We are at the end of PDF p.704. Next up: more on the Ground of Happiness.
     
    Beautiful likes this.
  2. Nicholas Weeks

    Nicholas Weeks Bodhicitta

    Joined:
    Jul 21, 2010
    Messages:
    384
    Likes Received:
    21
    Not sure which translation is being used - Cleary or BTTS. The latter is better as coming from the Hua Yan tradition. Even better than the BTTS root text translation is this one that incorporates the commentary of Bodhisattva Hsuan Hua.

    http://www.cttbusa.org/fas26/fas26.asp

    Here is how Master Hua begins his commentary:

    "The Flower Adornment Sutra has 81 rolls and 39 chapters, of which this is Chapter 26, the Ten Grounds. Why are these ten called grounds? All things that exist are born from the ground, grow because of the ground, come to maturity by means of the ground, and obtain liberation due the ground.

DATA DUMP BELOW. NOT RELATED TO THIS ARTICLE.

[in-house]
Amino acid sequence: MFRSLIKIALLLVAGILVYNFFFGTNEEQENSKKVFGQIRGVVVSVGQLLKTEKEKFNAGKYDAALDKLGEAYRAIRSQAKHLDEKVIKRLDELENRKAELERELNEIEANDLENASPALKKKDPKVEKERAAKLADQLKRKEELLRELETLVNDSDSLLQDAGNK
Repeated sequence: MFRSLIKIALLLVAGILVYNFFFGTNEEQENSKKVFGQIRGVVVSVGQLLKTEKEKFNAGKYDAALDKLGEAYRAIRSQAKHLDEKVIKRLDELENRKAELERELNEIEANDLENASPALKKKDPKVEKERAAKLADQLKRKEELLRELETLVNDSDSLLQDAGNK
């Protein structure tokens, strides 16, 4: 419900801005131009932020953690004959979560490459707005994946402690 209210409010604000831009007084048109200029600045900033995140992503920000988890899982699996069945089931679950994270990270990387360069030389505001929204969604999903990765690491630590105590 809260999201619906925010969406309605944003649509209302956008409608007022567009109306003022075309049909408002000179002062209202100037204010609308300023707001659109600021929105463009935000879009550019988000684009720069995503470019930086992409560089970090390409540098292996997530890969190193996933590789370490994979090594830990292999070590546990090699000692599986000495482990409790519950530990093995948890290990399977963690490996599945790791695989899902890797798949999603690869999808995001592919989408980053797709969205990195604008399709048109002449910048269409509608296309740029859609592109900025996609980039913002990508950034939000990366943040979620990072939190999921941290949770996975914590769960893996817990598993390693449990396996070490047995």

Within the ground are found a variety of treasuries like gold mines, diamond mines, silver mines, copper, iron, and various other kinds of mines which people excavate. The Ten Grounds contain the mines of Buddhas, the mines of Bodhisattavas, the mines of Hearers and those Enlightened to Conditions, the mines of gods and people, and the mines of animals, hungry ghosts, and hell beings. In all the Ten Dharma Realms there are mines. If we knew how to excavate them, then we could obtain a variety of treasures.